2) Lower Manhattan : When the spirits of the deceased slaves resurrect in the present

The federal administration acquired land in Lower Manhattan in 1990 to develop into federal buildings, and the investigation site revealed the remains of 419 slaves and free black people, who had been laid to rest underground in a former black cemetery. While some feigned surprise at this discovery, the reality was that the existence of this cemetery was only half a surprise. Several old maps of New York pointed out the existence of a black cemetery in this particular section of lower Manhattan. But the Historic Conservation and Interpretation (HCI), the organization in charge of the site investigation of the federal land, had assumed that the slave cemetery was no longer there as a result of time and ongoing construction that had taken place in that area during the 19th and 20th Centuries. The problem was their assumption was wrong and the federal administration felt embarrassed in front of all of these slaves’ remains which appeared and highlighted  one of the worst periods of our inhumanity.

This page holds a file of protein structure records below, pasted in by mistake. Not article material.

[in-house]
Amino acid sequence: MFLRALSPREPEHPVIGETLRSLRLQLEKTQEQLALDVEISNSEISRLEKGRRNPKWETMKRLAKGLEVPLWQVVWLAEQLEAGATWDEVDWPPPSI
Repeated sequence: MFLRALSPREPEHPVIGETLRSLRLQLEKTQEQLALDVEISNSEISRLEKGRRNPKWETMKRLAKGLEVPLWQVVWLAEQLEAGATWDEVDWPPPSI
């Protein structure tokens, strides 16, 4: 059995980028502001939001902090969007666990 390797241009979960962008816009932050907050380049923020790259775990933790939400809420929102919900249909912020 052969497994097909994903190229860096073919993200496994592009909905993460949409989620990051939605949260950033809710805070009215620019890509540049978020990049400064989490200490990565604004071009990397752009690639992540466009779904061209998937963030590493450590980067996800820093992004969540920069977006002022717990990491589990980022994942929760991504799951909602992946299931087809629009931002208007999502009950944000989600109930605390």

Juneteenth celebration at African Burial Ground in New York City
Juneteenth celebration at African Burial Ground in New York City

The stance adopted the federal government adopted in the face of this sensitive question was to send the human remains to Lehman College, a place where they would be kept safe and studied. Clearly  suspending  the construction was not an option that was once considered. This attitude triggered a strong reaction from the black community of New York, first because the federal government did not inform them about this discovery of their ancestral remains, and second because the desire to remove the bones to continue construction was the ultimate symbol of disrespect to the deceased slaves who were now experiencing the disruption of their supposed eternal rest.